“12,000 Russian Troops Were Supposed To Defend Kaliningrad. Then They Went To Ukraine To Die.(opens in a new tab)forbes.com/sites”

“Three months of grinding combat sapped the corps’ strength. Reuters got its hands on some of the 11th Army Corps’ paperwork. A spreadsheet dated August 30, right before a major Ukrainian counteroffensive, indicated the corps was at 71% of its full strength. Some battalions, however, were down to just a tenth of their original manpower.

It got worse for the corps. In late August and early September, the Ukrainian armed forces launched twin counteroffensives east of Kharkiv and north of Kherson. The Kharkiv operation, involving a dozen eager Ukrainian brigades, exposed profound weaknesses in the Russian forces in the area, including the 11th Army Corps.

Tens of thousands of Russians fled, surrendered or died in place as Ukrainian troops liberated a thousand square miles of Kharkiv Oblast in a heady two weeks. The 11th Army Corps suffered more than most Russian formations in the region. In late September, the Center for Strategic and International Studies in Washington, D.C., described the corps as “severely battered.”

That may have been an understatement. The Ukrainian general staff concluded the corps lost 200 vehicles and half of its troops in the counteroffensive.

It’s possible the 11th Army Corps survives. If so, it almost certainly will require many months to rest, re-equip and induct draftees in order to regain even a fraction of its former strength.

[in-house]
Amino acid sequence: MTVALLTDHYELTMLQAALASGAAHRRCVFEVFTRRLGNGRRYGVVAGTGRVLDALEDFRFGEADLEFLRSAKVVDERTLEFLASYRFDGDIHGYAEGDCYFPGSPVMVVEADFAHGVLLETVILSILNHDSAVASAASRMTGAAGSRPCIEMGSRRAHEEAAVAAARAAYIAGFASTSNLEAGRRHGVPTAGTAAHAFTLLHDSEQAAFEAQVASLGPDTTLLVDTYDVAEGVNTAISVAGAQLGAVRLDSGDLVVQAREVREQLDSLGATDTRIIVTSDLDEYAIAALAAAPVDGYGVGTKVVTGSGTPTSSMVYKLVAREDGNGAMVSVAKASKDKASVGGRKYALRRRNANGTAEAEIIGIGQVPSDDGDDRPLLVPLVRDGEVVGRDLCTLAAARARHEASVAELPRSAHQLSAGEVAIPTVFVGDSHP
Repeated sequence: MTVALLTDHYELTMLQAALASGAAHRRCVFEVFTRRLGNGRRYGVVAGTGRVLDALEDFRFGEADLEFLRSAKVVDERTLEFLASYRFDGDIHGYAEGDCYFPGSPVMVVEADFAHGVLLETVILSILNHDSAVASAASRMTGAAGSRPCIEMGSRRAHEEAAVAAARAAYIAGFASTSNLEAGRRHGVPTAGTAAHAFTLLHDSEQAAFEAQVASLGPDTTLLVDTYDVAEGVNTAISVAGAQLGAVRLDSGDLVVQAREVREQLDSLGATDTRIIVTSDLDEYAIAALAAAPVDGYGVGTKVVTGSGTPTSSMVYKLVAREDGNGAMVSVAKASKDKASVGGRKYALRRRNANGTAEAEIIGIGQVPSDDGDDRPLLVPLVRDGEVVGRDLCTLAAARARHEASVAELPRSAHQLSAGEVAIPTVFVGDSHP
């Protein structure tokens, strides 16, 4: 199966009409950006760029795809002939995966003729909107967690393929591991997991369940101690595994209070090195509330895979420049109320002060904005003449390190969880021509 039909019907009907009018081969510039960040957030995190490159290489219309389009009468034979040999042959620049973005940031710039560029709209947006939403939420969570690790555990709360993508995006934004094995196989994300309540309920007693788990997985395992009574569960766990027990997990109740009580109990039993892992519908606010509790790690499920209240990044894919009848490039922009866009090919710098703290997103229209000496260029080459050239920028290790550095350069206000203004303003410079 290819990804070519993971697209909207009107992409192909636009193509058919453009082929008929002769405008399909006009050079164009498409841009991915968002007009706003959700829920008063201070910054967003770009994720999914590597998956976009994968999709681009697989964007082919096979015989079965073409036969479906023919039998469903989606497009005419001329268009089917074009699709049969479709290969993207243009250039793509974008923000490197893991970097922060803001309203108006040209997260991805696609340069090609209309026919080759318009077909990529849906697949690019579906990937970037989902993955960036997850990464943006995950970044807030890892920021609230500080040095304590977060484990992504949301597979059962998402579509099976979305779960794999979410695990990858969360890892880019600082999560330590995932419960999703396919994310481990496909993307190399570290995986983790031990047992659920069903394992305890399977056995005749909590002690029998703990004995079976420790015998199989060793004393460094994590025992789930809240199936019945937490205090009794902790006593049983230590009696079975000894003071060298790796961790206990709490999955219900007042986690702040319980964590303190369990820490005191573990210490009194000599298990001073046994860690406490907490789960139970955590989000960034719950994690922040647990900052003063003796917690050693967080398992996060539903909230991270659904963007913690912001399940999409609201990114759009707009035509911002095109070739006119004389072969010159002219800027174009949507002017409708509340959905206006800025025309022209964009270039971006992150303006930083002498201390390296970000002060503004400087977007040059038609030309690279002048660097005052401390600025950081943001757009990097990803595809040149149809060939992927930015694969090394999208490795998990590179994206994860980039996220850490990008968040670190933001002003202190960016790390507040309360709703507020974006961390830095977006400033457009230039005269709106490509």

The deployment and subsequent destruction of the 11th Army Corps is a tragedy for the men who suffered and died under its command—and a terrible blow for the Russian war effort in Ukraine.

But the implications extend across Europe. The 11th Army Corps was supposed to defend Kaliningrad and threaten NATO’s eastern front. Now it can do neither.”

Comment: This should have been one of the Russian Army’s best units. Sad. pl

12,000 Russian Troops Were Supposed To Defend Kaliningrad. Then They Went To Ukraine To Die. (forbes.com)

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14 Responses to “12,000 Russian Troops Were Supposed To Defend Kaliningrad. Then They Went To Ukraine To Die.(opens in a new tab)forbes.com/sites”

  1. Peter Hug says:

    Consider the possibility that it actually WAS one of the Russian Army’s best units.

  2. borko says:

    that’s Russian (Soviet) way of doing things. They’ll feed one army into the grinder so that the next one is better trained and equipped.
    This used to work for them in the past, however today in times of social media this might not work any more. Especially against Ukraine where many have friends and relatives.

    This is not Wilhelm vs Ivan, but Vladimir vs Volodymyr, Andrey vs Andrii etc.
    Sad and tragic.

    • fredw says:

      I doubt that social media is what creates the difference. The traditional Russian style (not just Soviet) was based on having huge numbers of people to bring into the fight. They don’t have that any more. Part of that is the result of a sustained low birth rate. There just aren’t as many available men of military age as there used to be. Part is due to the greatly increased professionalism (and expense) of usable soldiers and equipment. They simply can’t afford large numbers of world-class military assets. (We have problems with that, too, but we are richer.)

      You might think that “Andrey vs Andrii” might make a difference. Civil wars, however, are renowned for being exceptionally vicious. I am reminded of one of James McPherson’s books citing a union officer assigned to a unit comprised of Kentucky and Tennessee soldiers. He had never seen such hatred of the rebels in any other troops.